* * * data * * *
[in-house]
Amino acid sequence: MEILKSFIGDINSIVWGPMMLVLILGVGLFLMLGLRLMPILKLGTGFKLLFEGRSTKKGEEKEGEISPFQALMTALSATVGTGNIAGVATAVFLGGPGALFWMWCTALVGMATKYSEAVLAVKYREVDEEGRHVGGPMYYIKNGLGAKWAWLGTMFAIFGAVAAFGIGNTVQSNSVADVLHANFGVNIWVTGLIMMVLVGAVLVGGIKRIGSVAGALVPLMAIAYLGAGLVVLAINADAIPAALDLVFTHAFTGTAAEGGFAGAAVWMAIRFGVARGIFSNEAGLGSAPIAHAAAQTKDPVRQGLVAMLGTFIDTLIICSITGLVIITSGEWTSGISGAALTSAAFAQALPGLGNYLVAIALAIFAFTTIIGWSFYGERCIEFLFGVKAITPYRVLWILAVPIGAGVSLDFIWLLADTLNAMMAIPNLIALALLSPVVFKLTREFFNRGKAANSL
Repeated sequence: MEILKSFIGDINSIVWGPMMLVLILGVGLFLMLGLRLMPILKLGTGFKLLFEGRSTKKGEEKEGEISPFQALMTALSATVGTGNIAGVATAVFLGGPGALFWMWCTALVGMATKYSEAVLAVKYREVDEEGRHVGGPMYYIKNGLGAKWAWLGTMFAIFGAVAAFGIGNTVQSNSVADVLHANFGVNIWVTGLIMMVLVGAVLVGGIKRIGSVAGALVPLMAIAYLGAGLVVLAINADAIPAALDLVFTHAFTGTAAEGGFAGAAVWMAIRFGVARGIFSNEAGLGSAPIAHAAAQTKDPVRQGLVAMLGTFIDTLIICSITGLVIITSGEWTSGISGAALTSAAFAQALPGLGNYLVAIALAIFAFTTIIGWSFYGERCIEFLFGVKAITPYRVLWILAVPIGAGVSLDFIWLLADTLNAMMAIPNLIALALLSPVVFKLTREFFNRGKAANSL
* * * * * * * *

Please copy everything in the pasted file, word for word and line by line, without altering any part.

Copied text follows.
[in-house]
Amino acid sequence: MEILKSFIGDINSIVWGPMMLVLILGVGLFLMLGLRLMPILKLGTGFKLLFEGRSTKKGEEKEGEISPFQALMTALSATVGTGNIAGVATAVFLGGPGALFWMWCTALVGMATKYSEAVLAVKYREVDEEGRHVGGPMYYIKNGLGAKWAWLGTMFAIFGAVAAFGIGNTVQSNSVADVLHANFGVNIWVTGLIMMVLVGAVLVGGIKRIGSVAGALVPLMAIAYLGAGLVVLAINADAIPAALDLVFTHAFTGTAAEGGFAGAAVWMAIRFGVARGIFSNEAGLGSAPIAHAAAQTKDPVRQGLVAMLGTFIDTLIICSITGLVIITSGEWTSGISGAALTSAAFAQALPGLGNYLVAIALAIFAFTTIIGWSFYGERCIEFLFGVKAITPYRVLWILAVPIGAGVSLDFIWLLADTLNAMMAIPNLIALALLSPVVFKLTREFFNRGKAANSL
Repeated sequence: MEILKSFIGDINSIVWGPMMLVLILGVGLFLMLGLRLMPILKLGTGFKLLFEGRSTKKGEEKEGEISPFQALMTALSATVGTGNIAGVATAVFLGGPGALFWMWCTALVGMATKYSEAVLAVKYREVDEEGRHVGGPMYYIKNGLGAKWAWLGTMFAIFGAVAAFGIGNTVQSNSVADVLHANFGVNIWVTGLIMMVLVGAVLVGGIKRIGSVAGALVPLMAIAYLGAGLVVLAINADAIPAALDLVFTHAFTGTAAEGGFAGAAVWMAIRFGVARGIFSNEAGLGSAPIAHAAAQTKDPVRQGLVAMLGTFIDTLIICSITGLVIITSGEWTSGISGAALTSAAFAQALPGLGNYLVAIALAIFAFTTIIGWSFYGERCIEFLFGVKAITPYRVLWILAVPIGAGVSLDFIWLLADTLNAMMAIPNLIALALLSPVVFKLTREFFNRGKAANSL